Baltimore City offers a variety of properties for buyers interested in building or rehabbing for home-ownership or investment purposes. Join the Baltimore Housing Vacants to Value Program for a brief overview on purchasing a vacant property from the City of Baltimore. Seats are limited, registration highly recommended.
Presented by Baltimore Housing at the Harlem Garden Apartments, 1700 Edmondson Ave, Baltimore 21228.
In an effort to preserve a portion of Baltimore's history and the integrity of its architecture, Mayor Stephanie Rawlings-Blake and Baltimore Housing announce the annual Vacants to Value Surplus Request for Proposals (RFP.) Included in this year's sale are ten property and property bundles ripe for rehabilitation and productive re-use. Baltimore Housing invites real estate brokers, investors, for profit and not-for-profit organizations, developers and individuals to consider the opportunity that the Vacants to Value Surplus Sale offers.
The Baltimore Builds Expo is for home buyers and small developers. There you can take a class, network, and meet with exhibitors offering insight, resources, and services that will help you to buy and rehab homes here in Baltimore.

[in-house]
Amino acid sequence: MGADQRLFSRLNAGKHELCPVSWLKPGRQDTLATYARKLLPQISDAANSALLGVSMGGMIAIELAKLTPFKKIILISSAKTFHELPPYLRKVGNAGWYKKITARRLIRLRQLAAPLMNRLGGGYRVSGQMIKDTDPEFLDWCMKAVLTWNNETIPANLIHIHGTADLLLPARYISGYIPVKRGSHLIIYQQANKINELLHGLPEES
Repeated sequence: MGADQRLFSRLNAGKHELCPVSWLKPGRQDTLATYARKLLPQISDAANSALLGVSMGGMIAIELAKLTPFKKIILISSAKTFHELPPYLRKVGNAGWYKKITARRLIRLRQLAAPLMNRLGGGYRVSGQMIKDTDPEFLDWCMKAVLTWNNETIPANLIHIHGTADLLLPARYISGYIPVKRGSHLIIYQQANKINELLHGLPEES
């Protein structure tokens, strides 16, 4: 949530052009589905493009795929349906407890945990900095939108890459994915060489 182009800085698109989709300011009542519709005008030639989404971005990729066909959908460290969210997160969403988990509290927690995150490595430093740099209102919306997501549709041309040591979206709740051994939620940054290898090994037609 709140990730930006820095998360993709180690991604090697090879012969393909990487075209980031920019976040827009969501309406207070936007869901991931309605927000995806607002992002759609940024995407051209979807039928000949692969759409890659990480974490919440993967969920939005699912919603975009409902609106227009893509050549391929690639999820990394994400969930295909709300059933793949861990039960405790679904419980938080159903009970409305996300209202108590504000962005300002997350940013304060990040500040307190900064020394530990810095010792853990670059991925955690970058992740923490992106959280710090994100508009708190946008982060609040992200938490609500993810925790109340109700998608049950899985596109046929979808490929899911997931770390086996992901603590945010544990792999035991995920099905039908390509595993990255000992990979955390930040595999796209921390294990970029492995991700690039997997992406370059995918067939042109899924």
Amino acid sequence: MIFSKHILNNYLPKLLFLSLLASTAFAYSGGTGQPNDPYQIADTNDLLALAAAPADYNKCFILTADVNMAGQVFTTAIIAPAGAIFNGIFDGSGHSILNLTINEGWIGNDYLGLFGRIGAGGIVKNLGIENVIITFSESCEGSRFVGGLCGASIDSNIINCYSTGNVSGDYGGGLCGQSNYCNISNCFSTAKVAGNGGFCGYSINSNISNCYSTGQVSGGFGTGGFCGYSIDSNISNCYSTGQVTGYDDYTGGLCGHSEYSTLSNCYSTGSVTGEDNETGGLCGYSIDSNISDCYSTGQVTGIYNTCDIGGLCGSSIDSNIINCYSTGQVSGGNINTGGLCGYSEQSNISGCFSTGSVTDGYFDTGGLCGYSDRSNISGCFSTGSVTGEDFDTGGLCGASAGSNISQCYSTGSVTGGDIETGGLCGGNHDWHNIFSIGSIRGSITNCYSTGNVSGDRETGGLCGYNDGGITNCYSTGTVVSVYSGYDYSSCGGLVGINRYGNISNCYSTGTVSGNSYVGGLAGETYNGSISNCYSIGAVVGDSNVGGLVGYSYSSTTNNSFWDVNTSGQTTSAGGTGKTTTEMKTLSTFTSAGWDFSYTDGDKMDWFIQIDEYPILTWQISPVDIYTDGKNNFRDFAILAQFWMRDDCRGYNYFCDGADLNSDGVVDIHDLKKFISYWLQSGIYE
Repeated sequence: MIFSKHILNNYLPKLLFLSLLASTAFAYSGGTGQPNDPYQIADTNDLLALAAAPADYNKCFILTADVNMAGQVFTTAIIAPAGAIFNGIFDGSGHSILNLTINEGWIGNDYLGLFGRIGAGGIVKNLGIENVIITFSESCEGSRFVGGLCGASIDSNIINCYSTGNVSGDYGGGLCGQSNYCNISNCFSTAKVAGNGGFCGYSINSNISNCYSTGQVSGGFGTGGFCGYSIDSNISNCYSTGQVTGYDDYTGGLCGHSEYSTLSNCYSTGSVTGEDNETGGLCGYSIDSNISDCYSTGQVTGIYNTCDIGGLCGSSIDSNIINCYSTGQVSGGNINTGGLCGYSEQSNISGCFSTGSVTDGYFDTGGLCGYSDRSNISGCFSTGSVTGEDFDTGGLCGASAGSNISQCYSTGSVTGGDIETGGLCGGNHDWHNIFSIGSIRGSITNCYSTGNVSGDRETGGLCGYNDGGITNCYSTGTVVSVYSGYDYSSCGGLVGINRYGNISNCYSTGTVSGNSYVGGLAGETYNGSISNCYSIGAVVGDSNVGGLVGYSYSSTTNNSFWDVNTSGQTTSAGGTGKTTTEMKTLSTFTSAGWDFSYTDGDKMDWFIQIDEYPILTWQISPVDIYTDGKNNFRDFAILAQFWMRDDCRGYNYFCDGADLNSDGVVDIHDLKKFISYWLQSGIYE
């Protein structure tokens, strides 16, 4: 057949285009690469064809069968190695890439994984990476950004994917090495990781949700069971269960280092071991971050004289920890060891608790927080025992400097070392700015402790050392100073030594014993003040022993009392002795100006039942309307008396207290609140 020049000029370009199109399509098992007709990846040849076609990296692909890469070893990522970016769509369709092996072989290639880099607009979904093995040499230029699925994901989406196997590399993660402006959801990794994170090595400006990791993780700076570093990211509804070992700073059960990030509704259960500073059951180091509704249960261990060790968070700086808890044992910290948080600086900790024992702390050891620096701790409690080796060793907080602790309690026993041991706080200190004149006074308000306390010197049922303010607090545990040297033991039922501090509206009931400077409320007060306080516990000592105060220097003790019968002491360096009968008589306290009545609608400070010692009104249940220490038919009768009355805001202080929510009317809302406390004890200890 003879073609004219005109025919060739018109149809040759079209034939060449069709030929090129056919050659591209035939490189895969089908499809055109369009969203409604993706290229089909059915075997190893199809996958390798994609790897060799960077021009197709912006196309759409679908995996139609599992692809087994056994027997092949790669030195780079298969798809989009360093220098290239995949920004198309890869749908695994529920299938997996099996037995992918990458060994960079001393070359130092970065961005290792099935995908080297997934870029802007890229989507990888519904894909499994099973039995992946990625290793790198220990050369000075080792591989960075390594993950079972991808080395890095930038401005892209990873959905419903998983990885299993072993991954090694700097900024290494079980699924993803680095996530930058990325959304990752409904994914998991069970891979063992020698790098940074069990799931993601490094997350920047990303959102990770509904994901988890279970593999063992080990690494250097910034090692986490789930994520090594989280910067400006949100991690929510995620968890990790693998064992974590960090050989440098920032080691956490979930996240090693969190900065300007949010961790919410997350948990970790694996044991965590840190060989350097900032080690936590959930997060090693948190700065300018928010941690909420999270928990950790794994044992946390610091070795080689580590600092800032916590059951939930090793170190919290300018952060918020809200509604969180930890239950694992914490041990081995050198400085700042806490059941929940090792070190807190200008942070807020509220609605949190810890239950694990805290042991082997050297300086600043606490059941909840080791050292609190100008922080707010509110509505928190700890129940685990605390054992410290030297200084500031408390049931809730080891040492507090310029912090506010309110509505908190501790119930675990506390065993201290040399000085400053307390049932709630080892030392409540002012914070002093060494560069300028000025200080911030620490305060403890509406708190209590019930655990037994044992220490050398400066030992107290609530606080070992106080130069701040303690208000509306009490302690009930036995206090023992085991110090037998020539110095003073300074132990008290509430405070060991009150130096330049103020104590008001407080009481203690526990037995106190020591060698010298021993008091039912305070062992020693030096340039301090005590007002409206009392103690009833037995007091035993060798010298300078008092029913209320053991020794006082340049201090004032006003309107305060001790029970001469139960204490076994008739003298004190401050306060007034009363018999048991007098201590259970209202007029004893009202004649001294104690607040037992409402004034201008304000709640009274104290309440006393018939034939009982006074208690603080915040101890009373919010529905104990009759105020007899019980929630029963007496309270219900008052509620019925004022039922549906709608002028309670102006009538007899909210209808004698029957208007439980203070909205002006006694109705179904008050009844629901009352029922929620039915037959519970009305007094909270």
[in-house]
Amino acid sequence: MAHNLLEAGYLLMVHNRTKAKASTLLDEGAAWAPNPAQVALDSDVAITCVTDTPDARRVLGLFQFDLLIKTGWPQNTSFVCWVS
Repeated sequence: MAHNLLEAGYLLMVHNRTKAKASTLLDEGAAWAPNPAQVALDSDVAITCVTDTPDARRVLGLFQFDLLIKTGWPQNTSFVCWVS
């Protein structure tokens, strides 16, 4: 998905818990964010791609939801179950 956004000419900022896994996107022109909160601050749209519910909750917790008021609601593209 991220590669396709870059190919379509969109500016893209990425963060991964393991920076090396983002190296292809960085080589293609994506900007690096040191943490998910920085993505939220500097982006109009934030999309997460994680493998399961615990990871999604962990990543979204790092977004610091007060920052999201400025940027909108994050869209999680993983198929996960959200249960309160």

Baltimore Housing and the Baltimore City Department of Planning are hosting a meeting at Edmondson-Westside High School inviting residents to identify potential demolition or stabilization sites and to learn more about Project C.O.R.E. and other initiatives to address vacant properties.
For questions or for ADA accommodation, please contact Kate Edwards at 410-396-5934 or email email@example.com.
stabilizing historic buildings that can be saved and reused,
supporting nonprofit and local government staff positions to guide the implementation the project,
and documenting the buildings selected for demolition.
Baltimore Heritage and Preservation Maryland, along with our nonprofit partner, the Baltimore National Heritage Area, recently presented our proposal to city and state agencies as part of the ongoing preservation review of Governor Hogan’s Project CORE (Creating Opportunities for Renewal and Enterprise).
As we shared last month, CORE provides around $75 million in state funds for demolishing and stabilizing vacant buildings in Baltimore over four years. The Maryland Department of Housing and Community Development and Baltimore Housing have agreed that 10% of the Project C.O.R.E. funding should go to mitigating the loss of rowhouses proposed for demolition inside designated historic districts.